You don't have to sign an affidavit of nonprosecution. If your intention is to go forward, tell the district attorney's office that he is pushing you to sign the affidavit.
If you do not want to go forward, you can sign an affidavit of nonprosecution, but be careful. Sometimes the affidavits say that you made up the incident leading up to the arrest. If you sign such an affidavit, they district attorney could charge you with perjury.
You should first file an Adversary Proceeding in the bankruptcy court and have the debts declared nondischargeable. After the bankruptcy is over, file an enforcement in state court. Debts for alimony and child support are nondischargeable in bankruptcy. Although your spouse can discharge his obligations to the credit card companies in the bankruptcy, many cases have held that you cannot discharge the obligation to the ex-spouse in a chapter 7. If the divorce decree ordered him to pay the...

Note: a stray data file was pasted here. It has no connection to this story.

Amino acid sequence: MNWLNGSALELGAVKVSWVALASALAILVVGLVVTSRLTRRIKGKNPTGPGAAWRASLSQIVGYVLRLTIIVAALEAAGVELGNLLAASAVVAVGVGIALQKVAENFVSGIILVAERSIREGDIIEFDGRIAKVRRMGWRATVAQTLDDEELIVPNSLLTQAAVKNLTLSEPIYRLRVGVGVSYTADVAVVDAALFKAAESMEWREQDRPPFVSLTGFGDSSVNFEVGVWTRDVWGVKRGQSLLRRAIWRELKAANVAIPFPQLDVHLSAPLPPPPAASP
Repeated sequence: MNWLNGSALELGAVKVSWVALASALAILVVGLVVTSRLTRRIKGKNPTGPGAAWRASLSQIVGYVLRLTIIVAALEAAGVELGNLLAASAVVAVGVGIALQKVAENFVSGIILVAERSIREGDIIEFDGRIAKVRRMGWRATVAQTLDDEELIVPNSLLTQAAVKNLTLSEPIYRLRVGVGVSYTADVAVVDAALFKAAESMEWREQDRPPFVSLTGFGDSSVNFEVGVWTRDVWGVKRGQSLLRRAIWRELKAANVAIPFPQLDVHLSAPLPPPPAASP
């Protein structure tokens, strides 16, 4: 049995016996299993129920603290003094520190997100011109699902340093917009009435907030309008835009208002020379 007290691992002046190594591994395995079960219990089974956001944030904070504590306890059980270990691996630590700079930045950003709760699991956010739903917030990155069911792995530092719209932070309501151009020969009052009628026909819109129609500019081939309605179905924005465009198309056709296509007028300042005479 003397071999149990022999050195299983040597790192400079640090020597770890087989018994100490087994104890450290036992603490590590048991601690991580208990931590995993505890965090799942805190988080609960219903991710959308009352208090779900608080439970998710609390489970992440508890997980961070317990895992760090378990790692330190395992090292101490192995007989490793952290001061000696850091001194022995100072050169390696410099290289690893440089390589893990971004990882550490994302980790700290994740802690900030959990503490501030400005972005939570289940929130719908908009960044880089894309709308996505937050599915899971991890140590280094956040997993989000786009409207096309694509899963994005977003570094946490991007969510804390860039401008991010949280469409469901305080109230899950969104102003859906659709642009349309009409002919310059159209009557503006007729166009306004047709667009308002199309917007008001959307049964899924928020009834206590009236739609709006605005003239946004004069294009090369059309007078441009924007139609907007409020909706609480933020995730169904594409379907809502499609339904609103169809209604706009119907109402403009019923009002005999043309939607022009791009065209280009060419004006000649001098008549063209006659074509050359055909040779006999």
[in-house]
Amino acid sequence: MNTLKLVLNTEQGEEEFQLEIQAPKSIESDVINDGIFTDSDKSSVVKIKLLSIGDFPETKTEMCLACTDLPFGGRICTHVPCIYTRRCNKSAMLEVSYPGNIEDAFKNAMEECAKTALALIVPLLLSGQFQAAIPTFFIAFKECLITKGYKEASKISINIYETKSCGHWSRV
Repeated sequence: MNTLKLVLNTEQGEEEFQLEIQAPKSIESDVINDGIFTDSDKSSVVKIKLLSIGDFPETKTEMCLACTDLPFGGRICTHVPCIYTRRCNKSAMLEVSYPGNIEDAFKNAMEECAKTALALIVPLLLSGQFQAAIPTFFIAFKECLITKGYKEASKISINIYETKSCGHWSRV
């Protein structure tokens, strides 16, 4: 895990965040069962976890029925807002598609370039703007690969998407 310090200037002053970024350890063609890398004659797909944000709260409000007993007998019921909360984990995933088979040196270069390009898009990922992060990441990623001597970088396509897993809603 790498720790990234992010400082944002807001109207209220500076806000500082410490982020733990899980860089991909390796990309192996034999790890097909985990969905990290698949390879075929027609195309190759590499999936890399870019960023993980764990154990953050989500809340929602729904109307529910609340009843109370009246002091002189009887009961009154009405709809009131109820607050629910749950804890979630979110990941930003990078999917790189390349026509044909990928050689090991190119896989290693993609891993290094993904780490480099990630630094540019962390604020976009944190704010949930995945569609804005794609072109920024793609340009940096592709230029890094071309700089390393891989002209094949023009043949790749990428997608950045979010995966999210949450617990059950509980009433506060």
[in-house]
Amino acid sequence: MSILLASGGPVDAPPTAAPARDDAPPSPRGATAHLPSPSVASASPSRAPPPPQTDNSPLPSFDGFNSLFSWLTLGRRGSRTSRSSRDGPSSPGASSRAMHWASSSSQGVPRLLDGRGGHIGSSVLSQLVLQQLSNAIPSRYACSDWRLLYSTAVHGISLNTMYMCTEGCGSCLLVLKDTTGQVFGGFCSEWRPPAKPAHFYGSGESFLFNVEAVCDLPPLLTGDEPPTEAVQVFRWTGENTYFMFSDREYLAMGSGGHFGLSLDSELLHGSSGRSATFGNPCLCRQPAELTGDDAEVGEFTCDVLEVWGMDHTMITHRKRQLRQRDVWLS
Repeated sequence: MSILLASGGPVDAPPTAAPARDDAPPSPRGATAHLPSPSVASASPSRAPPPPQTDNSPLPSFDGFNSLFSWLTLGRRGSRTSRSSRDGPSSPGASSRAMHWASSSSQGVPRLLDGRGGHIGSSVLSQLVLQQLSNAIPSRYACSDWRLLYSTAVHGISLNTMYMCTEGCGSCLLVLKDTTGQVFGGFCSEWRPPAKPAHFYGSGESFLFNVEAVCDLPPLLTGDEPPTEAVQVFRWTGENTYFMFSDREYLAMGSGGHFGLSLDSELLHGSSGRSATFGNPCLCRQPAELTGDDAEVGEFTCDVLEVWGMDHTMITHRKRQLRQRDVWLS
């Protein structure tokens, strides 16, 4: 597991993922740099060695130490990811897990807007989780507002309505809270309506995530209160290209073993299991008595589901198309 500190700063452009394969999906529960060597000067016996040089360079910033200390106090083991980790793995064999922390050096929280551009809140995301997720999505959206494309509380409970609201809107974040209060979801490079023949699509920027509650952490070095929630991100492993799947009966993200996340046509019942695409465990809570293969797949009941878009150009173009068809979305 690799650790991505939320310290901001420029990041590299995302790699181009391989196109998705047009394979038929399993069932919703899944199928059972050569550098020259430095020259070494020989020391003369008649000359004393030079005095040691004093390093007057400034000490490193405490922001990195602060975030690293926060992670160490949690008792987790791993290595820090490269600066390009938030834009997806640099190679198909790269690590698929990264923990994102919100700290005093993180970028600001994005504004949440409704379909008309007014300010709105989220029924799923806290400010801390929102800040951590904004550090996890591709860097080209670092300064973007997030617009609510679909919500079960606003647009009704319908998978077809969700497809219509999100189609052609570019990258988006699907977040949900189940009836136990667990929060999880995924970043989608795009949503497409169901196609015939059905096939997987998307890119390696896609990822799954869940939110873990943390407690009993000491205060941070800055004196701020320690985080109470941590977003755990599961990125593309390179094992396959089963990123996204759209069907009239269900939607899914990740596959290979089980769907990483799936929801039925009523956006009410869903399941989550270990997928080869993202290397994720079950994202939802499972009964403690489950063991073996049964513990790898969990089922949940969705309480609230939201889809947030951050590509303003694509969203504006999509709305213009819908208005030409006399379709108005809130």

You are allowed reasonable wear and tear. The issue here is whether it is reasonable or not. Best thing you can try is video tape the house. If they refuse your deposit, you can take them to small claims and show the judge the video.
If you grandmother adds you as a payable on death designation on the bank account, the bank can release the money to you at her death. (This won't divide by six, but the bank will be able to release the money to you without going through probate).
Yes, if you transfer money to someone within one year of filing a bankruptcy petition, you must disclose it. If you transfer money to a relative within two years of filing a bankruptcy petition, you must disclose it. If you do not disclose it and you sign your bankruptcy schedules under penalty of perjury, you could be charged criminally and/or the trustee could seek to revoke your discharge.